Flash Fiction: Sweet Intervention

Pink or purple, he could not decide which to settle for. His eyes met the bottle of perfume you treasured, not the same one but its type, the one you only dabbed on Sundays. Not sure if he should switch to buying that, he rolled his fingers into a fist and shook them like they held dice within. By the time he unfurled the ball of his fist, he had somehow gravitated towards the sales attendant, the one with glittering skin, not as evenly toned liked yours but she smelled as good.

“I was thinking of buying her a good perfume, one with a luring smell like yours,” he said, pointing to the row where bottles in varying amusing shapes sat like mini-gods. Her eyes rolled half-clockwise and her smile dipped towards the left corner of her lips. He adjusted his gaze. “Actually, I was even thinking of getting her lingerie,” he said. She looked at him and allowed the curve of her lips stretch into a crescent before she said “Colour, size?”

It was then he realised he had been thinking in colours without shapes. He remembered the first day you sat beside him in the chapel wearing that blue silk gown, the one that drooped a bit at the front. He could still feel you brushing his arms as you made to pick your jotting pad from the floor before he offered to help. But he knew. He felt more than what he saw. These things are measured in cups but he could not even think of an alphabet. The attendant tapped on the table. He looked up and then down, beyond her necklace. He didn’t know for sure how she would react but he would do anything for you, even risk a slap and just as he made to speak, you tapped him from behind.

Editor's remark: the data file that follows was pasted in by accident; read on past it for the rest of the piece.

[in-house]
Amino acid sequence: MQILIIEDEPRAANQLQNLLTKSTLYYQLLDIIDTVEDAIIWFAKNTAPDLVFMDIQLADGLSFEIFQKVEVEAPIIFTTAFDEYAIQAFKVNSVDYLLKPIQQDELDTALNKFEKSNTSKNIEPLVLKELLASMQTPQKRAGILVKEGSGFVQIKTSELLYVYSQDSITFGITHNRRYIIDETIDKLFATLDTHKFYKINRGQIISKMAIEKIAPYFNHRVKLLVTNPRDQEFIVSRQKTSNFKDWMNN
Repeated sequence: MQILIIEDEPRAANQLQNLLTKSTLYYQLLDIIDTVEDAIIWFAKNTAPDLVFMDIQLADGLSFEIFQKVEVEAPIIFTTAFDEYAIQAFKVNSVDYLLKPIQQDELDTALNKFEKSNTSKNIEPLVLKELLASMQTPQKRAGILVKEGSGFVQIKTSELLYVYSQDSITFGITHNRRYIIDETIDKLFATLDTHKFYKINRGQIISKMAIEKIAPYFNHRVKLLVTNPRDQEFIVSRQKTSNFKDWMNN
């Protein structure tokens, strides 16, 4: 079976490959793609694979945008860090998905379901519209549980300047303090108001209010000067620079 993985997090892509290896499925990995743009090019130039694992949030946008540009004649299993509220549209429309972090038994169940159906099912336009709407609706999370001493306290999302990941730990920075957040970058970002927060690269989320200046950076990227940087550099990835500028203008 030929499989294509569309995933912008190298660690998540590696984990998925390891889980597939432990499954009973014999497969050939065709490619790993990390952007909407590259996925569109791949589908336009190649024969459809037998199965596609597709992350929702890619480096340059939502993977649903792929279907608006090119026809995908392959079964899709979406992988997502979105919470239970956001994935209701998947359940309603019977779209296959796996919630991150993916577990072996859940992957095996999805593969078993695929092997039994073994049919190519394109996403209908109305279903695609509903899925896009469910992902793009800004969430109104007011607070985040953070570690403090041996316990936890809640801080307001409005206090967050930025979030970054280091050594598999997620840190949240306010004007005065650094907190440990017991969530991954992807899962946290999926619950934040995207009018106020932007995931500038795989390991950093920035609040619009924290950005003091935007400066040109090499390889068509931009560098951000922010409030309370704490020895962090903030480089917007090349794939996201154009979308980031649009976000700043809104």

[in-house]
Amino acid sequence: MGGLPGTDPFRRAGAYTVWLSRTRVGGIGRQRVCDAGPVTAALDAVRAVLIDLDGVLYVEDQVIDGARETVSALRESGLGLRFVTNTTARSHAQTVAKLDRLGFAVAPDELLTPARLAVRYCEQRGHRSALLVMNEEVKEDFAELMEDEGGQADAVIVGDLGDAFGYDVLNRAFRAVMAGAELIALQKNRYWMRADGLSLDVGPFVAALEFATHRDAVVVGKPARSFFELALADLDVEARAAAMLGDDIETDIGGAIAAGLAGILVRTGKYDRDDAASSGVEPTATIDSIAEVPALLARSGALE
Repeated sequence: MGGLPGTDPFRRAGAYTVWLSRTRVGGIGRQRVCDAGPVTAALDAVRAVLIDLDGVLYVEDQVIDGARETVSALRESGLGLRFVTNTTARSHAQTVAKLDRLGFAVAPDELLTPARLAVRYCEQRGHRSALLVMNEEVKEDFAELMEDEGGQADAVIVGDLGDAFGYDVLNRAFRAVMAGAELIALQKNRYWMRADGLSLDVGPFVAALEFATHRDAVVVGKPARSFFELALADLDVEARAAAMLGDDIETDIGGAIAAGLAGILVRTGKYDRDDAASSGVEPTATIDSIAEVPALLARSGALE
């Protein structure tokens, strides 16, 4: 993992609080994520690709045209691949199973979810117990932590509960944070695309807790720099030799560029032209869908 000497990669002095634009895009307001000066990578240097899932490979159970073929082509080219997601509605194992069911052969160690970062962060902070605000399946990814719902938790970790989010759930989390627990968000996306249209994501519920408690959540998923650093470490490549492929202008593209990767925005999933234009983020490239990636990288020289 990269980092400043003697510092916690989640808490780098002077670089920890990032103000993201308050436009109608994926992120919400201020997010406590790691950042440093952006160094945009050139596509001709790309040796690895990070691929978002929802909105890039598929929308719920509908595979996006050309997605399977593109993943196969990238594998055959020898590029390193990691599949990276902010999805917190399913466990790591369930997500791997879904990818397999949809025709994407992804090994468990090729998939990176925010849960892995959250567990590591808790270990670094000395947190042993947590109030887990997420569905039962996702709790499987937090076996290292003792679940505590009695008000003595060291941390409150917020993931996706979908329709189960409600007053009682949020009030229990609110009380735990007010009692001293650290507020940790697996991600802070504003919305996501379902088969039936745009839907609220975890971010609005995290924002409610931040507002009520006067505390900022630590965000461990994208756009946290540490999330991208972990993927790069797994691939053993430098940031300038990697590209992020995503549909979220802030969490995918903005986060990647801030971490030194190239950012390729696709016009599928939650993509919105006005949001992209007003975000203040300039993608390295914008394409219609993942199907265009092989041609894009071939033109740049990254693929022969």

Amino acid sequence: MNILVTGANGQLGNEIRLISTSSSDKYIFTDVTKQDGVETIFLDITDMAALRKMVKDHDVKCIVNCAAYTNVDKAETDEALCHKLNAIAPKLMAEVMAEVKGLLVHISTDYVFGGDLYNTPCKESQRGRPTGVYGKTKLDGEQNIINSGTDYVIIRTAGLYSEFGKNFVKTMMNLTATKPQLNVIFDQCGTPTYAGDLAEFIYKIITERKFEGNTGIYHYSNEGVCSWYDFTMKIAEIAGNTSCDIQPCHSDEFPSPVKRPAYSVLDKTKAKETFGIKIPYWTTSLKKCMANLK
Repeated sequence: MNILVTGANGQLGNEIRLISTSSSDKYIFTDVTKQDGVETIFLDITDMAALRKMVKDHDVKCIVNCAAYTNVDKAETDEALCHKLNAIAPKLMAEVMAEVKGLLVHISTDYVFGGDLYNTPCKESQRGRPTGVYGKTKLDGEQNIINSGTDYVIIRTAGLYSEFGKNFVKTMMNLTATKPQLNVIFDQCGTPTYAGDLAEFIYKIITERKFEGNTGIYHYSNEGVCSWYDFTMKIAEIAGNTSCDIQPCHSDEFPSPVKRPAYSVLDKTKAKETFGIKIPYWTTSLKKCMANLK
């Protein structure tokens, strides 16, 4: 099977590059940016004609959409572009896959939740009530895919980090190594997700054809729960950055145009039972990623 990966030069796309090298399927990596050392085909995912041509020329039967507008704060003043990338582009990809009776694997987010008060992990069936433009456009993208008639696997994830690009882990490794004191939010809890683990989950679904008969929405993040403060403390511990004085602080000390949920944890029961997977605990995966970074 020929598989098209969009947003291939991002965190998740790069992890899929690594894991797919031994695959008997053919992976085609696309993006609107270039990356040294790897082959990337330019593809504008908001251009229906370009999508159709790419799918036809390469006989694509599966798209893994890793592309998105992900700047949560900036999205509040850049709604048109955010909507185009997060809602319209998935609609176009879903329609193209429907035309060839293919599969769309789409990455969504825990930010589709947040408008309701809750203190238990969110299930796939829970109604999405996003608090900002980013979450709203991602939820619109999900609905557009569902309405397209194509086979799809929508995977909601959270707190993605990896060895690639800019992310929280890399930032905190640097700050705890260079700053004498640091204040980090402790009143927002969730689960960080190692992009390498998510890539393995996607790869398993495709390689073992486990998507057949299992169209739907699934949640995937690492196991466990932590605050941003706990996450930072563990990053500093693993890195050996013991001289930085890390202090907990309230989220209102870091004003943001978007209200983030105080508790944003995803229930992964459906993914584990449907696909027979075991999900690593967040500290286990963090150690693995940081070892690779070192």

Advertisements

A President and His Many Popes

image

Pres. Jonathan, credits: Bellanaija.com

This is not about the President’s recent visit to Israel with notable leaders of the Christian faith in Nigeria or the special sessions tagged a day with Jesus for Nigeria in Israel. We have been having many days with Jesus in Nigeria and rightly so, hence no need placing too much emphasis on another held in Israel with taxpayers’ funds. Never mind that one of the respected clergymen on the President’s entourage recently, derisively, asked Reuters why he should pay tax to Nigeria. Majority of Nigerian taxpayers quite frankly hold the belief that the prayers offered in Israel for Nigeria’s blessings just as the many that are continually being offered in Nigeria will in no time see to the end of corruption, build roads and hospitals, create jobs and generate electricity. Afterall, the fervent prayer of the righteous man makes much power available, dynamic in its working.
Continue reading

Uncle Folly: Do You Know Who I Am?

image

Queue at a Fuel Station; credits: punchng.com